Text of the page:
7. A method according to claim 6 comprising:
providing mapping data indicative of a level of defect sensitivity of QoE for the data stream when presented;
determining defects within the data stream when presented; and,
mapping the detected defects to determine a QoE measure for the data stream.
8. A method according to claim 7 wherein determining comprises determining during data stream presentation a number and classification of defects occurring during the presentation whether present within the received data stream or having other causes.
9. A method according to claim 8 wherein the mapping data is formed by statistically correlating user evaluation data relating to viewing of data streams on a plurality of systems, at least one of the systems and the data streams having known causes of defects within presented audio/video experiences.
10. A method comprising:
providing a first system;
providing a digital multimedia stream including at least one of audio and video data to the first system;
providing information relating to the digital multimedia stream on the first system, the information in the form of at least one of audio and video presentation;
determining quality metric data relating to the display of the digital multimedia stream on the first system; and,
transmitting the quality metric data from the first system to an aggregation server other than a system from which the digital multimedia stream was transmitted.
11. A method according to claim 10 comprising:
storing the quality metric data within the aggregation server.
12. A method according to claim 10 wherein the aggregation server comprises a process for alerting the system from which the digital multimedia stream was transmitted in response to a problem highlighted by received quality metric data.
13. A method according to claim 10 wherein the quality metric data is stored within the first system.
14. A method according to claim 10 wherein the quality metric data is provided from the first system.
15. A method according to claim 10 comprising:
determining performance metrics for at least one of the first system; and,
providing the performance metrics to the aggregation server.
16. A method according to claim 10 comprising:
determining performance metrics for a system from which the digital multimedia stream was transmitted; and,
providing the performance metrics to the aggregation server.
17. A method according to claim 10 wherein the quality metric data comprises a measure of the quality of experience (QoE) of a user experiencing the presentation.
18. A method according to claim 17 comprising:
providing mapping data indicative of a level of defect sensitivity of QoE for the data stream when presented;
determining defects within the data stream when presented; and
mapping the detected defects to determine a QoE measure for the data stream.
19. A method according to claim 18 wherein determining comprises determining during data stream presentation a number and classification of defects occurring during the presentation whether present within the received data stream or having other causes.
20. A method according to claim 19 wherein the mapping data is formed by statistically correlating user evaluation data relating to viewing of data streams on systems, at least one of the systems and the data streams having known causes of defects within presented audio/video experiences.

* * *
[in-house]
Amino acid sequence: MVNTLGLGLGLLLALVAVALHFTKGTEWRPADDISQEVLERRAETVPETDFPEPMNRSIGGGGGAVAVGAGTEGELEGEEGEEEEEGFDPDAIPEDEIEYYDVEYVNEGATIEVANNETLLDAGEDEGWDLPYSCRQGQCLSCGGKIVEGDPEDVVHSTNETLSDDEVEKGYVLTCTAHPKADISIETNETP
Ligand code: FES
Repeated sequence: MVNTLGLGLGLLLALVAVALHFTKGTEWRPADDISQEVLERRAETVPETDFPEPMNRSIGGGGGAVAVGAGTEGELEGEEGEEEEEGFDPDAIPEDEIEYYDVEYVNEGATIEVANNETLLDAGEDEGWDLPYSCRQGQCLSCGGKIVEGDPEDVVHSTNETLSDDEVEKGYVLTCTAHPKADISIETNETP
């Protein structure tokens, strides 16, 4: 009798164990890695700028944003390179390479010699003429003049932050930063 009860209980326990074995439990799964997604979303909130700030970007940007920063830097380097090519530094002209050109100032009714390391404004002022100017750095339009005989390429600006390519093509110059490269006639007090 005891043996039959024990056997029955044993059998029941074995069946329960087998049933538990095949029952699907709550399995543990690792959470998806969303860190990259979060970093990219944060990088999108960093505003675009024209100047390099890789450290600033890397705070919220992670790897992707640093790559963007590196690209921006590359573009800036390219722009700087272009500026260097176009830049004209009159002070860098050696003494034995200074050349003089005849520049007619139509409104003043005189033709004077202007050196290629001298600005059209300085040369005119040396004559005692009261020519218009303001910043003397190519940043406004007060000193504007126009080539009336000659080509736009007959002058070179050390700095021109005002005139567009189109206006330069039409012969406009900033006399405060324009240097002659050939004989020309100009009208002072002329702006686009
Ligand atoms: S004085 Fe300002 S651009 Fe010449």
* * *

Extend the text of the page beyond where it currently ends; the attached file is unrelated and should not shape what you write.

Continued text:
21. A method comprising:
providing a first system;
providing a digital multimedia stream including at least one of audio and video data to the first system;
providing information relating to the digital multimedia stream on the first system, the information in the form of at least one of audio and video presentation; and,
determining quality metric data relating to the display of the digital multimedia stream on the first system, the quality metric data related to user provided quality metric data, the user provided quality metric data provided for indicating an effect on a quality of a presentation in response to at least one of known problems with at least one of the first system and known errors within the data stream.
22. A method according to claim 21 comprising:
transmitting the quality metric data from the first system to an aggregation server; and
storing the quality metric data within the aggregation server.
23. A method according to claim 21 wherein the quality metric data is stored within the first system.
24. A method according to claim 21 wherein the quality metric data is provided from the first system.
25. A method according to claim 21 wherein the quality metric data comprises a measure of the quality of experience (QoE) of a user experiencing the presentation.
26. A method according to claim 25 comprising:
providing mapping data indicative of a level of defect sensitivity of QoE for the data stream when presented;
determining defects within the data stream when presented; and,
mapping the detected defects to determine a QoE measure for the data stream.
27. A method according to claim 26 wherein determining comprises determining during data stream presentation a number and classification of defects occurring during the presentation whether present within the received data stream or having other causes.
28. A method according to claim 27 wherein the mapping data is formed by statistically correlating user evaluation data relating to viewing of data streams on systems, at least one of the systems and the data streams having known causes of defects within presented audio/video experiences.